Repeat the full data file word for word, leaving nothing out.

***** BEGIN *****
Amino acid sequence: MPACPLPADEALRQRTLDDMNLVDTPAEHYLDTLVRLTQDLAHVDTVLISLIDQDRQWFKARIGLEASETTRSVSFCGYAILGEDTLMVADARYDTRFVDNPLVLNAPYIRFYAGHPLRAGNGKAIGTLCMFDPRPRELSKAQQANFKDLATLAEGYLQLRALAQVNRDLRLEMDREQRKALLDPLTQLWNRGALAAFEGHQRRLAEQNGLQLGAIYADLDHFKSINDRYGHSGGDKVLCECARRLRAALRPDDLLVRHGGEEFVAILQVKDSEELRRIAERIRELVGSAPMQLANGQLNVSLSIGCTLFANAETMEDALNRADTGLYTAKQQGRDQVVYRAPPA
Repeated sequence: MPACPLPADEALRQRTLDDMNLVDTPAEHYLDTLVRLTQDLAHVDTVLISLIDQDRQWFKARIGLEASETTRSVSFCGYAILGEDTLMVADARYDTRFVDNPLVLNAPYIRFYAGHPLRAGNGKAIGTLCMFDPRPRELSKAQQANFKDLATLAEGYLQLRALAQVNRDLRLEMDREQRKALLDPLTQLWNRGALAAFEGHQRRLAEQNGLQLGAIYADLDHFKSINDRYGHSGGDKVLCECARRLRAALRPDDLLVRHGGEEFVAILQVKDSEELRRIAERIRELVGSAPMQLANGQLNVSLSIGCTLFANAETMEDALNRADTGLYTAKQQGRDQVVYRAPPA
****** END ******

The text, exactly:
Amino acid sequence: MPACPLPADEALRQRTLDDMNLVDTPAEHYLDTLVRLTQDLAHVDTVLISLIDQDRQWFKARIGLEASETTRSVSFCGYAILGEDTLMVADARYDTRFVDNPLVLNAPYIRFYAGHPLRAGNGKAIGTLCMFDPRPRELSKAQQANFKDLATLAEGYLQLRALAQVNRDLRLEMDREQRKALLDPLTQLWNRGALAAFEGHQRRLAEQNGLQLGAIYADLDHFKSINDRYGHSGGDKVLCECARRLRAALRPDDLLVRHGGEEFVAILQVKDSEELRRIAERIRELVGSAPMQLANGQLNVSLSIGCTLFANAETMEDALNRADTGLYTAKQQGRDQVVYRAPPA
Repeated sequence: MPACPLPADEALRQRTLDDMNLVDTPAEHYLDTLVRLTQDLAHVDTVLISLIDQDRQWFKARIGLEASETTRSVSFCGYAILGEDTLMVADARYDTRFVDNPLVLNAPYIRFYAGHPLRAGNGKAIGTLCMFDPRPRELSKAQQANFKDLATLAEGYLQLRALAQVNRDLRLEMDREQRKALLDPLTQLWNRGALAAFEGHQRRLAEQNGLQLGAIYADLDHFKSINDRYGHSGGDKVLCECARRLRAALRPDDLLVRHGGEEFVAILQVKDSEELRRIAERIRELVGSAPMQLANGQLNVSLSIGCTLFANAETMEDALNRADTGLYTAKQQGRDQVVYRAPPA